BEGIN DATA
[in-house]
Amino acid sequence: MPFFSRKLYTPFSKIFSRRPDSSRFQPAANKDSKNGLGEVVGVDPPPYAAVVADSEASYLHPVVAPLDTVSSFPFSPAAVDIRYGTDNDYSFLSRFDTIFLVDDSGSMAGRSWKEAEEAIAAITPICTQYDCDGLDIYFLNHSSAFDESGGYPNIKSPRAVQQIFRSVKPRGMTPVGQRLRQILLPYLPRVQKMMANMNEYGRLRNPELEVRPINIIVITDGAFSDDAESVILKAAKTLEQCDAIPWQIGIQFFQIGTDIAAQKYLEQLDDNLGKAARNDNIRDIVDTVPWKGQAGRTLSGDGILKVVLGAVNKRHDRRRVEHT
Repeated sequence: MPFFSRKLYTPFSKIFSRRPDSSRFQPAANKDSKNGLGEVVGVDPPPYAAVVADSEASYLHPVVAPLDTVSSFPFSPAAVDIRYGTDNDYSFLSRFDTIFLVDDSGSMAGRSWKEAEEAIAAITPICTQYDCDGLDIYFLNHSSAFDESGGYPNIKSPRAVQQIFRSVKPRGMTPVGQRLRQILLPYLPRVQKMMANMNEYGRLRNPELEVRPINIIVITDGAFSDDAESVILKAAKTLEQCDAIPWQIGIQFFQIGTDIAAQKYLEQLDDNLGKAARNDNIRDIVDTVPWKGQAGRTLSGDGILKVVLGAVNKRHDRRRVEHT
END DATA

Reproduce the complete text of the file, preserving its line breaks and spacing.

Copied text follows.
[in-house]
Amino acid sequence: MPFFSRKLYTPFSKIFSRRPDSSRFQPAANKDSKNGLGEVVGVDPPPYAAVVADSEASYLHPVVAPLDTVSSFPFSPAAVDIRYGTDNDYSFLSRFDTIFLVDDSGSMAGRSWKEAEEAIAAITPICTQYDCDGLDIYFLNHSSAFDESGGYPNIKSPRAVQQIFRSVKPRGMTPVGQRLRQILLPYLPRVQKMMANMNEYGRLRNPELEVRPINIIVITDGAFSDDAESVILKAAKTLEQCDAIPWQIGIQFFQIGTDIAAQKYLEQLDDNLGKAARNDNIRDIVDTVPWKGQAGRTLSGDGILKVVLGAVNKRHDRRRVEHT
Repeated sequence: MPFFSRKLYTPFSKIFSRRPDSSRFQPAANKDSKNGLGEVVGVDPPPYAAVVADSEASYLHPVVAPLDTVSSFPFSPAAVDIRYGTDNDYSFLSRFDTIFLVDDSGSMAGRSWKEAEEAIAAITPICTQYDCDGLDIYFLNHSSAFDESGGYPNIKSPRAVQQIFRSVKPRGMTPVGQRLRQILLPYLPRVQKMMANMNEYGRLRNPELEVRPINIIVITDGAFSDDAESVILKAAKTLEQCDAIPWQIGIQFFQIGTDIAAQKYLEQLDDNLGKAARNDNIRDIVDTVPWKGQAGRTLSGDGILKVVLGAVNKRHDRRRVEHT